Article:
When I was working in technical support, we were discouraged from using the word "problem" when a customer called up with a malfunctioning computer. The logic behind this was that the word "problem" would perhaps suggest to the customer that something could possibly be wrong, putting them in a negative attitude towards the technician, the vendor and the vendor's program.

Instead, we were told to use the word "issue", which admitted that there was something that had to be worked on, but didn't go out and state that whatever that was was somehow negative.

As far as bureaucratic jargon goes, "issue" was a fairly sane, sensical word. It actually functioned fairly well, and is the best way to talk abouta problem without mentioning the word problem.

The major issue with the word issue is that someday I am going to be in a dangerous street situation, and will be attempting to put on a war face, when suddenly out of nowhere I shout "What's your fucking issue?!?!?"

Is"sue (?), n. [OF. issue, eissue, F. issue, fr. OF. issir, eissir, to go out, L. exire; ex out of, from + ire to go, akin to Gr. , Skr. i., Goth. iddja went, used as prefect of gaggan to go. Cf. Ambition, Count a nobleman, Commence, Errant, Exit, Eyre, Initial, Yede went.]


The act of passing or flowing out; a moving out from any inclosed place; egress; as, the issue of water from a pipe, of blood from a wound, of air from a bellows, of people from a house.


The act of sending out, or causing to go forth; delivery; issuance; as, the issue of an order from a commanding officer; the issue of money from a treasury.


That which passes, flows, or is sent out; the whole quantity sent forth or emitted at one time; as, an issue of bank notes; the daily issue of a newspaper.


Progeny; a child or children; offspring. In law, sometimes, in a general sense, all persons descended from a common ancestor; all lineal descendants.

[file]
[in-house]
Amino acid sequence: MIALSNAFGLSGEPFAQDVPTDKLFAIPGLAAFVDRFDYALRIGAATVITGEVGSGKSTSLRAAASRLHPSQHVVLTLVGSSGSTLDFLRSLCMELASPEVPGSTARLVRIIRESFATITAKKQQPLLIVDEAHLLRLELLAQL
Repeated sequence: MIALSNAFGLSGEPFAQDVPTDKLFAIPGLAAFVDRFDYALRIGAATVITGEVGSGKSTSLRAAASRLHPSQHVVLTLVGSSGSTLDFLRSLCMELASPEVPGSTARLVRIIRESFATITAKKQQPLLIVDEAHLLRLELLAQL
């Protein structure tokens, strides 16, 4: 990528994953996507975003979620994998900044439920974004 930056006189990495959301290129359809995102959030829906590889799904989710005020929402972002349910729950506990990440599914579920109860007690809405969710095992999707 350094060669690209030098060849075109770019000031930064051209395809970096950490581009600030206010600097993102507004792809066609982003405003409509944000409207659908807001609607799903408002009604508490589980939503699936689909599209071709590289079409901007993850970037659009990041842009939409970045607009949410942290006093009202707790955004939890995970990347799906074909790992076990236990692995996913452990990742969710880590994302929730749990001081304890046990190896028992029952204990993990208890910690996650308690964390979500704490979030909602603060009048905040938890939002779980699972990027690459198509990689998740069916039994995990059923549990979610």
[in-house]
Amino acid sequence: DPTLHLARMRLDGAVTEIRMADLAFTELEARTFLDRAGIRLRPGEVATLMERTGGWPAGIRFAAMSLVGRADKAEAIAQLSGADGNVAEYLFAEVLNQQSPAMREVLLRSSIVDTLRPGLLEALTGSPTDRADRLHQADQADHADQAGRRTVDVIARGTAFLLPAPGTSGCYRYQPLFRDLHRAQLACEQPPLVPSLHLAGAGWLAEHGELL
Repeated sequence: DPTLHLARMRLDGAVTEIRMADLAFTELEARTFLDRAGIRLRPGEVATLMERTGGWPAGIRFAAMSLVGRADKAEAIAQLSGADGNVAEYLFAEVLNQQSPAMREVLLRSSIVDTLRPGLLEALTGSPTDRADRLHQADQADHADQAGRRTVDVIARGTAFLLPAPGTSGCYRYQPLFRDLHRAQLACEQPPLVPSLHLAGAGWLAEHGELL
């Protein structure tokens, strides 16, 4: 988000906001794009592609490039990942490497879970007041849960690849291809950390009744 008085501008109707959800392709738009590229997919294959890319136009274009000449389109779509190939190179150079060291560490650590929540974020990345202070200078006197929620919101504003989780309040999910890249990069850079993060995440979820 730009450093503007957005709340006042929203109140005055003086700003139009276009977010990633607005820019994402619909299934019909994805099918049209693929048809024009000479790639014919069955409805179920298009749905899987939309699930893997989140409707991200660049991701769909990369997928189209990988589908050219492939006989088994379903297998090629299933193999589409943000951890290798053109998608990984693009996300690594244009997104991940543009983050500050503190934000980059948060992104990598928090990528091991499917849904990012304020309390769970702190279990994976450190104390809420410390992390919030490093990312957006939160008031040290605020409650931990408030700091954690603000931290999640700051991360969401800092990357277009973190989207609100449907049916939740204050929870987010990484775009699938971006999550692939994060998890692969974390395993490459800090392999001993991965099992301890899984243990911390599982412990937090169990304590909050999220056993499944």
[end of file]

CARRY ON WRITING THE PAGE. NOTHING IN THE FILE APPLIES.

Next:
If the king Should without issue die. Shak.


Produce of the earth, or profits of land, tenements, or other property; as, A conveyed to B all his right for a term of years, with all the issues, rents, and profits.


A discharge of flux, as of blood.

Matt. ix. 20.

7. Med.

An artificial ulcer, usually made in the fleshy part of the arm or leg, to produce the secretion and discharge of pus for the relief of some affected part.


The final outcome or result; upshot; conclusion; event; hence, contest; test; trial.

Come forth to view The issue of the exploit. Shak.

While it is hot, I 'll put it to the issue. Shak.


A point in debate or controversy on which the parties take affirmative and negative positions; a presentation of alternatives between which to choose or decide.

10. Law

In pleading, a single material point of law or fact depending in the suit, which, being affirmed on the one side and denied on the other, is presented for determination. See General issue, under General, and Feigned issue, under Feigned.

Blount. Cowell.

At issue, in controversy; disputed; opposing or contesting; hence, at variance; disagreeing; inconsistent.

As much at issue with the summer day As if you brought a candle out of doors. Mrs. Browning.

-- Bank of issue, Collateral issue, etc. See under Bank, Collateral, etc. -- Issue pea, a pea, or a similar round body, used to maintain irritation in a wound, and promote the secretion and discharge of pus. -- To join, ∨ take, issue, to take opposing sides in a matter in controversy.


© Webster 1913.

Is"sue, v. i. [imp. & p. p. Issued (?); p. pr. & vb. n. Issuing.]


To pass or flow out; to run out, as from any inclosed place.

From it issued forced drops of blood. Shak.


To go out; to rush out; to sally forth; as, troops issued from the town, and attacked the besiegers.


To proceed, as from a source; as, water issues from springs; light issues from the sun.


To proceed, as progeny; to be derived; to be descended; to spring.

Of thy sons that shall issue from thee. 2 Kings xx. 18.


To extend; to pass or open; as, the path issues into the highway.


To be produced as an effect or result; to grow or accrue; to arise; to proceed; as, rents and profits issuing from land, tenements, or a capital stock.


To close; to end; to terminate; to turn out; as, we know not how the cause will issue.

8. Law

In pleading, to come to a point in fact or law, on which the parties join issue.


© Webster 1913.

Is"sue (?), v. t.


To send out; to put into circulation; as, to issue notes from a bank.


To deliver for use; as, to issue provisions.


To send out officially; to deliver by authority; as, to issue an order; to issue a writ.


© Webster 1913.

Log in or register to write something here or to contact authors.